The silhouette of Rio de Janeiro’s iconic Sugarloaf Mountain is instantly recognizable, as is the giant Christ the Redeemer statue on a nearby hill. A visit to the two sites, connected by a century-old cable car, is a must for every tourist. Atop Sugarloaf Mountain, visitors are greeted with a breathtaking panorama of the ocean, Guanabara Bay, and the city nestled between lush mountains covered by tropical jungle. More adventurous tourists may soon be able to experience this landscape in a whole new way by soaring through the air on heart-pounding ziplines that can reach speeds of up to 50 miles per hour (100 kph). It’s a vision developed by the company that manages the park, but many local residents have protested that it would mar the natural beauty of Rio de Janeiro’s vistas.
To construct the platforms for accessing the zipline, a significant amount of rock has been excavated from the top of Sugarloaf and the adjacent crag of Urca. “What they’re doing is causing irreparable harm, because the rock just doesn’t regenerate,” said Julio Mello, one of the spokespersons for those who oppose the zipline. Concerned residents, climbers and environmentalists swiftly rallied together and released a manifesto with 27,000 signatures. While the project had been approved by the city council and other authorities like the National Historical and Artistic Heritage Institute (IPHAN), the attorney general launched an investigation of alleged irregularities. As a result, the construction was stopped, leading to scrutiny of those who approved the project.
Critics argue that the zipline is part of a larger project that aims to expand commercial space on the mountain peaks, areas that already house an auditorium, bars, souvenir shops and even jewelry stores. During a recent protest, demonstrators symbolically embraced Sugarloaf Mountain to highlight its protected natural monument status for the past 50 years. This status prohibits any further construction. The opposition appears to be winning this battle since work on the project was halted in late June by an appeals court judge, Luiz Paulo da Silva Araújo Filho, who said the project “poses a risk to society, since the drilling and removal of rock cannot be restored.”
The company that manages the facility, Parque Bondinho Pão de Açúcar, is hoping for a favorable decision by the court in September. The zipline will cost approximately $10 million (€9.2 million) and its promoters argue that the protests are unfounded. According to Sandro Fernandes, the company’s director, the zipline platforms will utilize areas with existing construction and previously unused spaces. “Yes, some rock has been removed, but we have also taken out some cement,” he said. He confirms that only 14 trees were cut down, but many more have been planted to compensate. He also said the new construction mostly entails ramps to improve accessibility for individuals with reduced mobility.
Fernandes bristles at accusations that the project will overtax the mountain, and says they are not trying to bring in more visitors because the infrastructure can’t handle it. The park already welcomes over 1.5 million visitors annually, making it the third most popular tourist spot in Brazil, after Christ the Redeemer and Iguazú Falls. Fernandes thinks the protests and legal setbacks damaged Rio’s reputation, caused legal uncertainty and created an unnecessary controversy. “What they’re doing is just delaying development... I mean, can you imagine Paris without the Eiffel Tower? That was also controversial when they built it,” he said. However, he acknowledges that the company does have long-term plans to take the park to a new level. With no specific timeline yet, these improvements would expand the top of Sugarloaf by over 1,500 feet (500 meters), although Fernandes says the visual impact will be kept to a minimum. The focus is on improving tourist facilities without adding shops and restaurants. Still, opponents of the zipline remain skeptical.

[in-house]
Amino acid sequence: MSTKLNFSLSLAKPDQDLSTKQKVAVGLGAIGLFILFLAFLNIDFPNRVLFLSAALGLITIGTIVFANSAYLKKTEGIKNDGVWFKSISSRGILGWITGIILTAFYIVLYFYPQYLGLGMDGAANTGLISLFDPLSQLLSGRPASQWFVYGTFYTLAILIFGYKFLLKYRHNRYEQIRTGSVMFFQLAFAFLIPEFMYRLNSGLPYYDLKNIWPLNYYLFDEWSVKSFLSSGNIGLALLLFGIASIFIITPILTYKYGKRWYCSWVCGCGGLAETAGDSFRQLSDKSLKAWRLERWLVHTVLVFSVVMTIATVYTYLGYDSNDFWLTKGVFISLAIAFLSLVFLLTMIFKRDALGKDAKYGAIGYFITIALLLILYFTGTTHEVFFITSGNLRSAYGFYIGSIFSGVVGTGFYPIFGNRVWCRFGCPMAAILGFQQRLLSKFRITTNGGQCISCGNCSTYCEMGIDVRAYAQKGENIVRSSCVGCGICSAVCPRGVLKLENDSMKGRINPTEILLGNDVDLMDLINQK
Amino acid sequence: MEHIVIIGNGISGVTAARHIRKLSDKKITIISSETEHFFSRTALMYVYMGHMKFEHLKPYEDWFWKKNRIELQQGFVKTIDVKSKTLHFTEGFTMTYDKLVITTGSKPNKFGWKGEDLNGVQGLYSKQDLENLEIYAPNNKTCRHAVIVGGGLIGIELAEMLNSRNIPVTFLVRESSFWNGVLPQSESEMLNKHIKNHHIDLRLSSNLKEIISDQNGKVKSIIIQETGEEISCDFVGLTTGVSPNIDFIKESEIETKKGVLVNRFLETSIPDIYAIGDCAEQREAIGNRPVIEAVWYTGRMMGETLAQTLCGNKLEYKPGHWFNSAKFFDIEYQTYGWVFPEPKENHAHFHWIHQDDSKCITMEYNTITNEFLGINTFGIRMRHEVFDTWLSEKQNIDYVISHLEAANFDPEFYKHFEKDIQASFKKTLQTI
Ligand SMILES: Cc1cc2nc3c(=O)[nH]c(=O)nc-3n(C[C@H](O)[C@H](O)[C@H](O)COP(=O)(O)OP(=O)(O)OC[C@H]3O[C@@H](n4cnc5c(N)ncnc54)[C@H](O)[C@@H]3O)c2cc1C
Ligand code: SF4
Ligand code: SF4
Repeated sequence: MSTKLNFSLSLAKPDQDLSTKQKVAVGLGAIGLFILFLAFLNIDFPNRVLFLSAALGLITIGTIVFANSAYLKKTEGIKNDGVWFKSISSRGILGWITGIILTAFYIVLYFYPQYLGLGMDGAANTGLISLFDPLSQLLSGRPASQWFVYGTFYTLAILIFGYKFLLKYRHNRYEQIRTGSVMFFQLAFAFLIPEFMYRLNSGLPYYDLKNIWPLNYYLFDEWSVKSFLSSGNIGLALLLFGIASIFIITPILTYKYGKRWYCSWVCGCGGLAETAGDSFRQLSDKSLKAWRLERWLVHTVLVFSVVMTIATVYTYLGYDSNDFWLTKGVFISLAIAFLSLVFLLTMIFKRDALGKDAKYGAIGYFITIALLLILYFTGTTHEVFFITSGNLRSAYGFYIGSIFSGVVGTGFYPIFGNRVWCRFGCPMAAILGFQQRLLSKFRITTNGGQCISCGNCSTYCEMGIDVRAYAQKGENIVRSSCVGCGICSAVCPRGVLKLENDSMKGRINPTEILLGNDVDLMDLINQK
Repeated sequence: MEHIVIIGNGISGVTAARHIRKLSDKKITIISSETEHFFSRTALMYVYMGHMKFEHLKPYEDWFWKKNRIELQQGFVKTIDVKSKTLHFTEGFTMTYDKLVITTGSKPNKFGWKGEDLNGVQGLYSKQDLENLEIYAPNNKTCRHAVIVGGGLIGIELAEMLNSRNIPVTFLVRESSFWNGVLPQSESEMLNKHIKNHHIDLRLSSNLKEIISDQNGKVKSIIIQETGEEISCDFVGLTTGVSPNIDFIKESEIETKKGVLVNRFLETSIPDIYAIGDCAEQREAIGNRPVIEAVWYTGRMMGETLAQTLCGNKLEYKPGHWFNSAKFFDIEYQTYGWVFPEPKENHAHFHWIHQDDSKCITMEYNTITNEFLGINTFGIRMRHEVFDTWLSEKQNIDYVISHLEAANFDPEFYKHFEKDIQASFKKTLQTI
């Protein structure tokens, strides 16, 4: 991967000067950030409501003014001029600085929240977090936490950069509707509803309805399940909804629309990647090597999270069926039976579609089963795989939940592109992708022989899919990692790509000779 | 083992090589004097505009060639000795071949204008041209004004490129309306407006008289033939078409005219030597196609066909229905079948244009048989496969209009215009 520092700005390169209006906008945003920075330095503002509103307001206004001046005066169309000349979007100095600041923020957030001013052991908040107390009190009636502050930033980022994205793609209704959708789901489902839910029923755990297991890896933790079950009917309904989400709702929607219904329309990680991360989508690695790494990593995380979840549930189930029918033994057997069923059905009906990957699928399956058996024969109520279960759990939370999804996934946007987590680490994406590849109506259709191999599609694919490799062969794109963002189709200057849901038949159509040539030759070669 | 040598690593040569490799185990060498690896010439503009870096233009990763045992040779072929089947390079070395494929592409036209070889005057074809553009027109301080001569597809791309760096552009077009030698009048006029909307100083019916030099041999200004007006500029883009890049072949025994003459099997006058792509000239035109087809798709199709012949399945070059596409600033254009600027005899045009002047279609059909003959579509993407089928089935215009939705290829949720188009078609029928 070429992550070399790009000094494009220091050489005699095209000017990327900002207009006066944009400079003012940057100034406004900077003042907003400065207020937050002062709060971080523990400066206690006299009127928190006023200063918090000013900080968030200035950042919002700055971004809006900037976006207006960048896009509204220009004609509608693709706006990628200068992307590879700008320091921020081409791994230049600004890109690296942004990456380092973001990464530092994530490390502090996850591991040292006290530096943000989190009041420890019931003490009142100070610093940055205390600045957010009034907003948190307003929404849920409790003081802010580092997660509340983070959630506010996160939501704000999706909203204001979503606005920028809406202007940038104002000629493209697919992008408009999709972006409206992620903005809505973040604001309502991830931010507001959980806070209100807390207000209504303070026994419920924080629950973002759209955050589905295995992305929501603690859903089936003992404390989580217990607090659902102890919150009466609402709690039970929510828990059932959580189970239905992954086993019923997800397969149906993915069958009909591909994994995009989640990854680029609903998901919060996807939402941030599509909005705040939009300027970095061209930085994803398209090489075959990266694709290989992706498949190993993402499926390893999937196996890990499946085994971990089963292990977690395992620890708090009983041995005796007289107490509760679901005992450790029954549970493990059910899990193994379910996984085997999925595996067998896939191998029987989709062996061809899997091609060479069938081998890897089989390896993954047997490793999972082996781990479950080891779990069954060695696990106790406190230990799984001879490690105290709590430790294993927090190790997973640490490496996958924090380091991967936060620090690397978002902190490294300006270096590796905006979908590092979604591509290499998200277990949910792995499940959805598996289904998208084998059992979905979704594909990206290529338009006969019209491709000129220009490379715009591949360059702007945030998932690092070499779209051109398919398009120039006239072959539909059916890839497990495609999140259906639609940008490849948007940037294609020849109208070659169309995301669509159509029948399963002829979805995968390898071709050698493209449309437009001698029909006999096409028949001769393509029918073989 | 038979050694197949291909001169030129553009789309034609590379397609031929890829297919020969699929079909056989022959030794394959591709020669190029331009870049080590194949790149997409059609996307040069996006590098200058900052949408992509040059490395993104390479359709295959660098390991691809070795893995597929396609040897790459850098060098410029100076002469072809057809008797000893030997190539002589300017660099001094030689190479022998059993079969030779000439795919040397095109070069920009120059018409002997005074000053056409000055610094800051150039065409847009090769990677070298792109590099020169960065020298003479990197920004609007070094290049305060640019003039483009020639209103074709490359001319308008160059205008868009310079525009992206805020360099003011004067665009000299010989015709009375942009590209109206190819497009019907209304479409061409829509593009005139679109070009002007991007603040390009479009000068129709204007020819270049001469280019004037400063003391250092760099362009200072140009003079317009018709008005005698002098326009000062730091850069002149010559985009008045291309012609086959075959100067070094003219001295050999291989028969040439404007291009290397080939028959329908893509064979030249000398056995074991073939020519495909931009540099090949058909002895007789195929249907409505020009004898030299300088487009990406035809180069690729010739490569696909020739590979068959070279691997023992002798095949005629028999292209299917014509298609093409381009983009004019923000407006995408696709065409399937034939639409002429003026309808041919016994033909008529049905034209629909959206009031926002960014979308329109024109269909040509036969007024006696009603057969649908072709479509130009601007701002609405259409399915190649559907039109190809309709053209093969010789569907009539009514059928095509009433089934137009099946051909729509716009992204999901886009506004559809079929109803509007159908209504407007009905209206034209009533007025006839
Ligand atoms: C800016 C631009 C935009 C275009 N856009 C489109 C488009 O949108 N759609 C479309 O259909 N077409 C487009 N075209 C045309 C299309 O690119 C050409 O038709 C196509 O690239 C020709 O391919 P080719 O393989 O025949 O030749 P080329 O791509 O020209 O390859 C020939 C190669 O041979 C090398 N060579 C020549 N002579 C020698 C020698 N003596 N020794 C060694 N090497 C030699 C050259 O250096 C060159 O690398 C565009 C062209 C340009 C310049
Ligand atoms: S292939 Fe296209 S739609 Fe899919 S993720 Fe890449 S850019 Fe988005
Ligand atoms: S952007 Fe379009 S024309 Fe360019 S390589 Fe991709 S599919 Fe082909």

“The beauty of this place and its magnitude, it just asks one thing — take a moment to appreciate it. Don’t treat it like some hyperactive amusement park or something,” said Claudio Pfeil, a resident of the Urca neighborhood. Locals are quick to note that the company has previously attempted various expansions, including extending the cable car to Copacabana Beach and constructing an amphitheater and children’s playground in the valley between the two hills. However, all these projects failed due to public opposition.
UNESCO has also been pulled into the controversy. Rio de Janeiro’s unique landscape has been a World Heritage Site since 2012. UNESCO even created a specific category for this remarkable city — urban cultural landscape — which helps safeguard Rio’s iconic mountains, as any manmade changes could jeopardize the special designation. Sugarloaf Mountain is a geological wonder — a nearly 600-million-year-old granite formation and relic from when Africa and America were a single land mass. In 1565, Portuguese settlers picked a beach at its base to found the city of São Sebastião do Rio de Janeiro.
In April, the Brazilian delegation of the International Council on Monuments and Sites (ICOMOS), a UNESCO-affiliated advisory body, strongly urged for the immediate cancellation of the building permits for the zipline. They expressed surprise and firm opposition to construction on the mountains, going so far as to describe it as “mutilation.” UNESCO said it was closely monitoring the situation and has requested more information from Brazilian authorities. It intends to bring the matter to the World Heritage Committee if a resolution is not reached, which will then decide whether to withdraw World Heritage Site status. Only a few places have lost the designation, including a sanctuary for the Arabian Oryx in Oman, the Elbe Valley in Germany and the city of Liverpool, England.
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